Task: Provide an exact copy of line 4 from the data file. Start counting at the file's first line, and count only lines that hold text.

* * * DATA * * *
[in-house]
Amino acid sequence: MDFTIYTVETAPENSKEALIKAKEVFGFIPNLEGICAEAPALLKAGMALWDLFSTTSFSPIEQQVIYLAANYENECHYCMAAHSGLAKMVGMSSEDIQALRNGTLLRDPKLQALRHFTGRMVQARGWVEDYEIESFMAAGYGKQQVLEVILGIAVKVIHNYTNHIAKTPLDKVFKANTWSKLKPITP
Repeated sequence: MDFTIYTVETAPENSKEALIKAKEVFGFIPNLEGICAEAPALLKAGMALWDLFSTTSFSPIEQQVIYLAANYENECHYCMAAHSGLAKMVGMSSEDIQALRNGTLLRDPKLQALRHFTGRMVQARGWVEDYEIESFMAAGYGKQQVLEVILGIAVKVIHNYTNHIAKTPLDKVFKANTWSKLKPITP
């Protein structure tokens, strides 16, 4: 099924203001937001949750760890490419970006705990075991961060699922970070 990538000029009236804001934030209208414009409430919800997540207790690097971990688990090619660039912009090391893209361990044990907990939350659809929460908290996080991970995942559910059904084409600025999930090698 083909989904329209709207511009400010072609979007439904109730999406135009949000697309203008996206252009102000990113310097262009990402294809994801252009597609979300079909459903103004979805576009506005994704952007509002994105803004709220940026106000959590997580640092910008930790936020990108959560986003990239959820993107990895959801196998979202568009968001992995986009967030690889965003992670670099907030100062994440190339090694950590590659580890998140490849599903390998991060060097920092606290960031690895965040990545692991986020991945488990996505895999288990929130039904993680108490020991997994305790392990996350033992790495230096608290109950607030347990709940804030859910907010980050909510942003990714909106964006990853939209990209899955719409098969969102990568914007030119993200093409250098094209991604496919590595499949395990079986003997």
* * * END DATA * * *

């Protein structure tokens, strides 16, 4: 099924203001937001949750760890490419970006705990075991961060699922970070 990538000029009236804001934030209208414009409430919800997540207790690097971990688990090619660039912009090391893209361990044990907990939350659809929460908290996080991970995942559910059904084409600025999930090698 083909989904329209709207511009400010072609979007439904109730999406135009949000697309203008996206252009102000990113310097262009990402294809994801252009597609979300079909459903103004979805576009506005994704952007509002994105803004709220940026106000959590997580640092910008930790936020990108959560986003990239959820993107990895959801196998979202568009968001992995986009967030690889965003992670670099907030100062994440190339090694950590590659580890998140490849599903390998991060060097920092606290960031690895965040990545692991986020991945488990996505895999288990929130039904993680108490020991997994305790392990996350033992790495230096608290109950607030347990709940804030859910907010980050909510942003990714909106964006990853939209990209899955719409098969969102990568914007030119993200093409250098094209991604496919590595499949395990079986003997």